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Busting 4 Common Car-Buying Myths

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Buying a car is a major investment and is often the first large purchase people make as young adults. However, there are several pitfalls involved hidden the process that can lead to buyer’s remorse and an overall sense of unhappiness with the experience, and one of the most common is accepting myths as facts when it comes to researching and financing a vehicle. If you are ready to buy a car, busting these misconceptions before you shop can help you avoid disappointment and make you feel confident about the car you choose.

1. Car Color Can Affect Price

It is a common myth that red, yellow, and neon-blue vehicles are more expensive than other choices and cost most to insure because they are distracting and therefore more likely to cause accidents. This rumor likely got started because sports cars commonly come in these colors and some insurance companies charge more to cover high-performance vehicles.

If you are browsing a car lot and notice that a red model of a certain vehicle is slightly more expensive than a white one, this may be due to buyer appeal. Red cars are eye-catching, shiny, and the color is equated with speed and style. If color is important to you, take the time to browse several different local car lots and look online to compare availability, as some dealers with an overstock of one color may offer discounts on several different makes and models.

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2. Price Is Priority

While the cost of a vehicle is certainly important, making the sticker price your main focus can get you in over your head before you even take the car home. Instead, it is wise to think of this price as a jumping-off point for negotiating a better deal. This can be especially important if you are buying a pre-owned vehicle, as the price for these cars is usually not as firm as those for new cars.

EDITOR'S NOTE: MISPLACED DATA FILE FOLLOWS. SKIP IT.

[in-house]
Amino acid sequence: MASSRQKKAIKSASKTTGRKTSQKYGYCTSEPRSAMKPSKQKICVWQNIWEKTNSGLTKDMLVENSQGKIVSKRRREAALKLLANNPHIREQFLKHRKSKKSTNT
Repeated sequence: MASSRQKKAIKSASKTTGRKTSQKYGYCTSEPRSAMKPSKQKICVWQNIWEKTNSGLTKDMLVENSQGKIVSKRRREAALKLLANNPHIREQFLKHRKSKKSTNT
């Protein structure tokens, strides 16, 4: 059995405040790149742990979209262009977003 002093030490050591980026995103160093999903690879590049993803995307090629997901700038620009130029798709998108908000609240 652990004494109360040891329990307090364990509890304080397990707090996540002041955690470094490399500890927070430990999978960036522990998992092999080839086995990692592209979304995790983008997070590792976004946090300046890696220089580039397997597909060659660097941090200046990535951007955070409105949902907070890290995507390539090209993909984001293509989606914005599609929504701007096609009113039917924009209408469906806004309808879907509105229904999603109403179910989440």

One way to use a sticker price effectively is to research that make, model, and year once you find a vehicle that interests you. Know the Kelley Blue Book value, the average cost at other lots, and, if possible, the history of the vehicle itself. The more you know about a car, the better the chance you can negotiate a better deal rather than simply agreeing on the sticker price.

3. Year-End Deals Yield the Best Savings

You have likely heard many car ads about how dealers have to move their existing stock to make way for the upcoming new models and that there is no better time to buy than at the end of the year. However, while sales like these can yield some good deals, it may not be the best time for you to make a purchase. Before you purchase a pre-owned vehicle during this type of promotion, you may want to consider a few factors first.


For example, before you visit the lot, check out the stock online if possible so you can browse without feeling pressured or hurried to make a choice. If the car you want is available but is missing a few accessories that it had when it was new, what kind of price reduction can you score? Are there upgrades available? What kind of warranty does the dealership offer on their used vehicles? These are all questions you might want to ask yourself before you buy at the end of the year.

4. Pay Cash, Not Credit

Paying cash for certain items can help you avoid debt, but when it comes to buying a car, it is not always the best choice. In fact, you may score a better deal by financing. You can gauge how much you qualify for by filling out an easy online auto loan application and visiting a dealer that has financing incentives to find a monthly payment that suits your budget.

Car-buying myths can make the process confusing. However, when you know the facts, you can make important choices with confidence and drive away knowing you made the best deal.